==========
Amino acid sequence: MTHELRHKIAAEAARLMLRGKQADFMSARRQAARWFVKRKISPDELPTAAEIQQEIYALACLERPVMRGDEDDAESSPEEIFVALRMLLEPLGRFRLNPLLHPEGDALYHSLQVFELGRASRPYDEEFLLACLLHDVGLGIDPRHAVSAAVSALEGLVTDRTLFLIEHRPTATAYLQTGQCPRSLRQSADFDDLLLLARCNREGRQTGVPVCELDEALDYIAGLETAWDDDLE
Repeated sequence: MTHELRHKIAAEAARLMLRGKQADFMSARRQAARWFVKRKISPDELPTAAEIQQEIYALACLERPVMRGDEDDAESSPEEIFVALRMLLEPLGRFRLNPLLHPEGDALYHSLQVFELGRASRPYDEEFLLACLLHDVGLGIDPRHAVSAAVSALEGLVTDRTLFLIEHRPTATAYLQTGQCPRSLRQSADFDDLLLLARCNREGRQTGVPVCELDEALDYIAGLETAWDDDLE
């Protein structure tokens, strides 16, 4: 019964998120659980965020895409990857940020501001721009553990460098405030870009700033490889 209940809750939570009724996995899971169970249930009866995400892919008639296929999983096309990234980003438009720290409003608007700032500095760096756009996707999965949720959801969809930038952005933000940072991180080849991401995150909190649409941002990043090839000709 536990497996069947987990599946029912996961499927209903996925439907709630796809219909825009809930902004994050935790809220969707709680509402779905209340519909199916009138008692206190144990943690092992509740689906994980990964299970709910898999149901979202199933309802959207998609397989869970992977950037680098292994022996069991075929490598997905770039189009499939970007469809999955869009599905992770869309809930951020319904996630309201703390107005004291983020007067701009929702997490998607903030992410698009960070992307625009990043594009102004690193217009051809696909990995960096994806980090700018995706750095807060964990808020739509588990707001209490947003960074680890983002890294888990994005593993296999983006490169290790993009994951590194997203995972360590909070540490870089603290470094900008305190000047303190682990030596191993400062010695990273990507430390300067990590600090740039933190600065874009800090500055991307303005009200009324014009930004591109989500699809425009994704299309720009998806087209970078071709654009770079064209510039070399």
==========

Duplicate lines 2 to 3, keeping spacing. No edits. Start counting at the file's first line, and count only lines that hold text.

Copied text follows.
Repeated sequence: MTHELRHKIAAEAARLMLRGKQADFMSARRQAARWFVKRKISPDELPTAAEIQQEIYALACLERPVMRGDEDDAESSPEEIFVALRMLLEPLGRFRLNPLLHPEGDALYHSLQVFELGRASRPYDEEFLLACLLHDVGLGIDPRHAVSAAVSALEGLVTDRTLFLIEHRPTATAYLQTGQCPRSLRQSADFDDLLLLARCNREGRQTGVPVCELDEALDYIAGLETAWDDDLE
């Protein structure tokens, strides 16, 4: 019964998120659980965020895409990857940020501001721009553990460098405030870009700033490889 209940809750939570009724996995899971169970249930009866995400892919008639296929999983096309990234980003438009720290409003608007700032500095760096756009996707999965949720959801969809930038952005933000940072991180080849991401995150909190649409941002990043090839000709 536990497996069947987990599946029912996961499927209903996925439907709630796809219909825009809930902004994050935790809220969707709680509402779905209340519909199916009138008692206190144990943690092992509740689906994980990964299970709910898999149901979202199933309802959207998609397989869970992977950037680098292994022996069991075929490598997905770039189009499939970007469809999955869009599905992770869309809930951020319904996630309201703390107005004291983020007067701009929702997490998607903030992410698009960070992307625009990043594009102004690193217009051809696909990995960096994806980090700018995706750095807060964990808020739509588990707001209490947003960074680890983002890294888990994005593993296999983006490169290790993009994951590194997203995972360590909070540490870089603290470094900008305190000047303190682990030596191993400062010695990273990507430390300067990590600090740039933190600065874009800090500055991307303005009200009324014009930004591109989500699809425009994704299309720009998806087209970078071709654009770079064209510039070399």